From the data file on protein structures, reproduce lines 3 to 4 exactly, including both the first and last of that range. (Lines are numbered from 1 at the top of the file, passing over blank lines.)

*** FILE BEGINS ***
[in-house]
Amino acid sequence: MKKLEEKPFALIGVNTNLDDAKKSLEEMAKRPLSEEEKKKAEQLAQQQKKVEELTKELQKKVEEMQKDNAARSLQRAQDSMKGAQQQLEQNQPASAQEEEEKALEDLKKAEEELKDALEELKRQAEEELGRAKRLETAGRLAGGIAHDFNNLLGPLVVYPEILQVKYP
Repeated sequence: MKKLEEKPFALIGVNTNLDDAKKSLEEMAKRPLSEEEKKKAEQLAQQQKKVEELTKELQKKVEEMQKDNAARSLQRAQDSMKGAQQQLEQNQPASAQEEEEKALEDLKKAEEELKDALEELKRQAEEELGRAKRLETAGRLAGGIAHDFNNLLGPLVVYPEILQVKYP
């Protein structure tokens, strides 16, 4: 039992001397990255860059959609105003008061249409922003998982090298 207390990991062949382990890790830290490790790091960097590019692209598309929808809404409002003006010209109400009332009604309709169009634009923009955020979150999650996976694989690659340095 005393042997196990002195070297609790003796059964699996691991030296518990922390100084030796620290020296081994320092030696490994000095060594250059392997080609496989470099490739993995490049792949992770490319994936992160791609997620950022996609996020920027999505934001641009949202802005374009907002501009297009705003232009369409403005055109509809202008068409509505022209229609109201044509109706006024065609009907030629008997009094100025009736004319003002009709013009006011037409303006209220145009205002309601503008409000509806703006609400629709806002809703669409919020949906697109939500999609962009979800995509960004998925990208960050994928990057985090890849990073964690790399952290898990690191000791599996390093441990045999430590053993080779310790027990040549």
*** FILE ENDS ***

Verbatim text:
Repeated sequence: MKKLEEKPFALIGVNTNLDDAKKSLEEMAKRPLSEEEKKKAEQLAQQQKKVEELTKELQKKVEEMQKDNAARSLQRAQDSMKGAQQQLEQNQPASAQEEEEKALEDLKKAEEELKDALEELKRQAEEELGRAKRLETAGRLAGGIAHDFNNLLGPLVVYPEILQVKYP
């Protein structure tokens, strides 16, 4: 039992001397990255860059959609105003008061249409922003998982090298 207390990991062949382990890790830290490790790091960097590019692209598309929808809404409002003006010209109400009332009604309709169009634009923009955020979150999650996976694989690659340095 005393042997196990002195070297609790003796059964699996691991030296518990922390100084030796620290020296081994320092030696490994000095060594250059392997080609496989470099490739993995490049792949992770490319994936992160791609997620950022996609996020920027999505934001641009949202802005374009907002501009297009705003232009369409403005055109509809202008068409509505022209229609109201044509109706006024065609009907030629008997009094100025009736004319003002009709013009006011037409303006209220145009205002309601503008409000509806703006609400629709806002809703669409919020949906697109939500999609962009979800995509960004998925990208960050994928990057985090890849990073964690790399952290898990690191000791599996390093441990045999430590053993080779310790027990040549």